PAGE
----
Analysis: clear decision on Brexit welcome in Warsaw

The clear result of the British general election with the ruling conservatives securing a big majority in Parliament means that the period of uncertainty over Brexit is over. This is welcome by the Polish government and means Poles living in the UK can now plan ahead with more clarity as to what will happen.

The election result means that Britain will be leaving the EU with a deal on 31 January. A transition period, lasting at least until the end of 2020, has been secured, during which Britain will maintain its present trading arrangements with the EU and EU citizens will enjoy all the settlement rights they currently have.

That transition period may be extended if securing a detailed trade deal becomes impossible to secure in the time available until the end of next year. Sooner or later, however, it is clear that Britain’s immigration policy will change, and Poles will have to go through the same procedures for work and settlement as will be in operation for all other countries outside of the EU.

Loss of an ally in the EU

With Britain definitively leaving the EU, the Polish government and the ruling party are losing allies in the EU. Poland’s ruling Law and Justice (PiS) have been allied with the British Conservatives in the European Parliament. In the European Council Britain and Poland have been allies over the pace of European integration, EU enlargement, sanctions on Russia, migration, energy solidarity and liberalising the single market.

Britain, like Poland, had little enthusiasm for the European single currency and wanted Europe to maintain close relations with the US. Poland will be anxious for Britain to remain in a close security alliance with the EU and for trade to be as free as possible, as Britain is an important export market for Polish goods.

Few Poles in the British Parliament

The general election brought no increase in the numbers of MPs with Polish roots being elected. The most prominent of those, the Conservative Daniel Kawczyński, was re-elected with an increased majority in Shrewsbury. Mr Kawczyński, a supporter of Brexit, was born in Poland, speaks the language and has good contacts with the Polish ruling party.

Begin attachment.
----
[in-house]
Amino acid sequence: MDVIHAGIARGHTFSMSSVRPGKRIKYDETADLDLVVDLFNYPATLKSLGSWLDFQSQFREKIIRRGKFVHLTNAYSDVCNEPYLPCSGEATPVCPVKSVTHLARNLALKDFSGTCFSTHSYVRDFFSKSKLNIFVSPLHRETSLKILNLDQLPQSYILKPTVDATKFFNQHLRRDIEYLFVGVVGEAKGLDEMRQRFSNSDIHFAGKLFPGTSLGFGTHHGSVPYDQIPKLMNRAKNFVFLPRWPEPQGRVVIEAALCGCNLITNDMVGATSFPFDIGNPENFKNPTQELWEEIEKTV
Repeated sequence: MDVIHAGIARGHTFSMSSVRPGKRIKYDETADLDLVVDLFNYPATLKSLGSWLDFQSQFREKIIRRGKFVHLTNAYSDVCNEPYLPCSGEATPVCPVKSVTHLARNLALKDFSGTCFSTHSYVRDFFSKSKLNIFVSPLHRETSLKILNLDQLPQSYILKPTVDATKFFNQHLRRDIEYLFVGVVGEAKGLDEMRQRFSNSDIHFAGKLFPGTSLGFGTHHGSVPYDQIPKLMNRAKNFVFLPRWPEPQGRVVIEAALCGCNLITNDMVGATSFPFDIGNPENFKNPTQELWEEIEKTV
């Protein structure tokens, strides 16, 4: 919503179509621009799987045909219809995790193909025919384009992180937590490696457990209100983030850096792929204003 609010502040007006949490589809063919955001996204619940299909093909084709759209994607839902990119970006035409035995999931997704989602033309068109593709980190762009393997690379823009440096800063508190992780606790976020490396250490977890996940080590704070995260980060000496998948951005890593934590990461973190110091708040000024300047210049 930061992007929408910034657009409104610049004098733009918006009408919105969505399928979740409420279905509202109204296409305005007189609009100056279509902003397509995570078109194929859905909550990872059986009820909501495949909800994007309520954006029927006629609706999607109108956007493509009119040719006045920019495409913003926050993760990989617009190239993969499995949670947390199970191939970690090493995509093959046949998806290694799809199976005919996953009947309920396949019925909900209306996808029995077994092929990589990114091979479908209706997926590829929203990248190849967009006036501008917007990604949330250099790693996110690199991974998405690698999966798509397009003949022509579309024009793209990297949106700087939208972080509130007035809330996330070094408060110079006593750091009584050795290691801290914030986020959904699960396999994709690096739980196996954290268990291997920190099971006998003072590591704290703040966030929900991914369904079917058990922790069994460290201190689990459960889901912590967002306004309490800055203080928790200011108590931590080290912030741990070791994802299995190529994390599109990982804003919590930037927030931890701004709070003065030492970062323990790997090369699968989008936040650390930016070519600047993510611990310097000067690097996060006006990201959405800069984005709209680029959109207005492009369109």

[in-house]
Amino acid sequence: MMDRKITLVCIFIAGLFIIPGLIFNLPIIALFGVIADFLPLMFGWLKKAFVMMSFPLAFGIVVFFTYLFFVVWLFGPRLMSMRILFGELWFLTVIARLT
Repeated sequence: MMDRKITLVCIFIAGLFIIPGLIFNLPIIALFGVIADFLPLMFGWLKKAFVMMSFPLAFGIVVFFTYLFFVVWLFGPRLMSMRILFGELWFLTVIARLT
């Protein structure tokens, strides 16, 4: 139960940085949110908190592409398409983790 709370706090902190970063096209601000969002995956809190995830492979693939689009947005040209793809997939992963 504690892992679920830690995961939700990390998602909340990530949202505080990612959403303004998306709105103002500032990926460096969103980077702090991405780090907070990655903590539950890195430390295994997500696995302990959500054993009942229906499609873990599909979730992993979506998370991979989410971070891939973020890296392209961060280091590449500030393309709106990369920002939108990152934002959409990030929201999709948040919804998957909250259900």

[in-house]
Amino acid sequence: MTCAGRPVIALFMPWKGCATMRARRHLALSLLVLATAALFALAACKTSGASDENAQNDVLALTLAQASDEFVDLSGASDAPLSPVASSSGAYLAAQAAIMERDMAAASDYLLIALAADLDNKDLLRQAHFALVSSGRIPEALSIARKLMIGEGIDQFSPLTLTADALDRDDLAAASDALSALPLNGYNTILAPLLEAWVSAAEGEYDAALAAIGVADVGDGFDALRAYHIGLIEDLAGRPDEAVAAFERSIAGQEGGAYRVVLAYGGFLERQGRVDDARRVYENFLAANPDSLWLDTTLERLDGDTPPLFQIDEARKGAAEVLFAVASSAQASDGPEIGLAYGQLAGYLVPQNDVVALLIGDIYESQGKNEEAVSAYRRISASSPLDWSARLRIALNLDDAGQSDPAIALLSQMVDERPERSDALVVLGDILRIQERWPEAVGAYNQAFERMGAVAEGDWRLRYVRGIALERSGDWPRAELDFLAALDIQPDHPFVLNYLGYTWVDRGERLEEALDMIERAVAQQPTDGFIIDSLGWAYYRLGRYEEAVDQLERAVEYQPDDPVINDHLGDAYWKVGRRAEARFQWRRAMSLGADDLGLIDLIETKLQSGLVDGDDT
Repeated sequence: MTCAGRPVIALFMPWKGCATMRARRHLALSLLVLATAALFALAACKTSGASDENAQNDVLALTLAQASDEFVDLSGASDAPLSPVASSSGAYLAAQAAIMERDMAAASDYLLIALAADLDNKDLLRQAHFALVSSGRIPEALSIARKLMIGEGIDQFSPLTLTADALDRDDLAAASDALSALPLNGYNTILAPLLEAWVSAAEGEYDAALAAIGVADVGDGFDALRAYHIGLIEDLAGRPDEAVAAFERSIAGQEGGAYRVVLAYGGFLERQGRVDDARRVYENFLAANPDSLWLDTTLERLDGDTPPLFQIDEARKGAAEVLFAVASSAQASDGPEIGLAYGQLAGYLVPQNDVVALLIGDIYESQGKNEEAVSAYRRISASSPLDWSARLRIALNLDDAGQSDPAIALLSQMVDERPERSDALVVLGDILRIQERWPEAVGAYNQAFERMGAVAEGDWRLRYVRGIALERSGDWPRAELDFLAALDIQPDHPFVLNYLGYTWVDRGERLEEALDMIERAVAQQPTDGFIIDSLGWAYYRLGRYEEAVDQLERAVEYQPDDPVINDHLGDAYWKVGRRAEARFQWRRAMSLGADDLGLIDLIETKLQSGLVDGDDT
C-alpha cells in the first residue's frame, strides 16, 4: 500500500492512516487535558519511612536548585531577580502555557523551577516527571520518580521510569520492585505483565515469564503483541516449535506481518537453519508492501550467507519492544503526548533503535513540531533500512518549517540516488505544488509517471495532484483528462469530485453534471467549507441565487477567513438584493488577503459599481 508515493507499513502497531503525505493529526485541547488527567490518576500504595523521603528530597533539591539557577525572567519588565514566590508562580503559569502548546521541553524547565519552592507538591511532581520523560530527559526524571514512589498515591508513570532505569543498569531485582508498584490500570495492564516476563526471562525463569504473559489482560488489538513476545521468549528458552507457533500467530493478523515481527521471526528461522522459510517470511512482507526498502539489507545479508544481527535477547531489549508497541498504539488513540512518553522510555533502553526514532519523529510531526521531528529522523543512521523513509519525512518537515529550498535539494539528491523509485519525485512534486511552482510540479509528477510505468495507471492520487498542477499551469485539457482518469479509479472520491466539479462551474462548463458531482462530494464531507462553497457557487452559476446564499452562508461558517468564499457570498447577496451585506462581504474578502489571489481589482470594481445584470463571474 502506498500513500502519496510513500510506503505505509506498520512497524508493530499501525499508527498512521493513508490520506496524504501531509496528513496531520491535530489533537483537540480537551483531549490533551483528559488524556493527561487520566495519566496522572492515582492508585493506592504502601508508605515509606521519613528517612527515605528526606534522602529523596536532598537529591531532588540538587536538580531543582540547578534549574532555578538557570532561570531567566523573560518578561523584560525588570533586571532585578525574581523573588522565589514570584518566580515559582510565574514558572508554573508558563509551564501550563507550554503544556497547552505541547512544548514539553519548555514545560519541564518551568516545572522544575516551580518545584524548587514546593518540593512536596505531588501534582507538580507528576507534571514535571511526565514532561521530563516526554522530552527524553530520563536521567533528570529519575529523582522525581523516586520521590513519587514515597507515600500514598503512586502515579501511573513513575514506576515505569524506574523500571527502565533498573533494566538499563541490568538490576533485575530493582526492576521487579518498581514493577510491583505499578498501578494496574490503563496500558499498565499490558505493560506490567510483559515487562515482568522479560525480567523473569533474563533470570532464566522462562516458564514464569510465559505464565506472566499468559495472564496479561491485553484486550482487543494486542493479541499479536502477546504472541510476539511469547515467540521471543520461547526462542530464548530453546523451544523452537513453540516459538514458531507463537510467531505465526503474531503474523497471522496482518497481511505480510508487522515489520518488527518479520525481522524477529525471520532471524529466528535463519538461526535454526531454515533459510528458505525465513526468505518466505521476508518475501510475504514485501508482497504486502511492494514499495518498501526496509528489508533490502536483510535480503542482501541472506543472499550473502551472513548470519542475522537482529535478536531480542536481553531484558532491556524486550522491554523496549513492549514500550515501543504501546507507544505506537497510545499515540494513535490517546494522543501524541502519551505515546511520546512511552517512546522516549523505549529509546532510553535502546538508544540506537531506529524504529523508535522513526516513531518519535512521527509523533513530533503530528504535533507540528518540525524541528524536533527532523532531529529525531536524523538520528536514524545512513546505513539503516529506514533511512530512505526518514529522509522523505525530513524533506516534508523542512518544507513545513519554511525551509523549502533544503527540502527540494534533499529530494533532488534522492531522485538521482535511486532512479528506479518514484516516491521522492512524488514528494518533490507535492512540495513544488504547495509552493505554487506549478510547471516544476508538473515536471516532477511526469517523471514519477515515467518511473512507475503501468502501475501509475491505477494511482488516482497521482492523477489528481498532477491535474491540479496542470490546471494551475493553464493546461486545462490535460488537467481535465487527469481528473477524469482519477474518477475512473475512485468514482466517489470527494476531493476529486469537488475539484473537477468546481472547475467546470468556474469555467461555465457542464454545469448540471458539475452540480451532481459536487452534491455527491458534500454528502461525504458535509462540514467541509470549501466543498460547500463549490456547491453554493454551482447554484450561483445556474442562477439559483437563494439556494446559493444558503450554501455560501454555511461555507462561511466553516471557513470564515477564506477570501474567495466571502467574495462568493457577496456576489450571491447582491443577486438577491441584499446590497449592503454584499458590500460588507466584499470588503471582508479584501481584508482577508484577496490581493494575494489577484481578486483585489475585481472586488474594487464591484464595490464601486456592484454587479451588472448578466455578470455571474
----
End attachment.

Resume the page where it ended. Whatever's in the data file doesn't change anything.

Despite failing to be elected in the former mining area of Ashfield, Jason Zadrożny secured one of the biggest votes for an independent candidate. He beat Labour, who previously held the seat, into third place and his result was only bettered by the Conservatives who took the seat. Mr Zadrozny leads a group of independent councillors on Ashfield Council of which he is leader. He is a second generation Pole who supported Brexit.

But in the main Polish candidates in this election were few and far between. Despite Poles being a significant minority in Britain, most are not eligible to vote as they do not have British citizenship.

In the past, those Poles with the right to vote tended to support the Conservatives. The newer arrivals have been less susceptible to the Conservative message as they did not support Brexit. But few were attracted to the left-wing policies and anti-western stances adopted by the current leadership of the British Labour Party.

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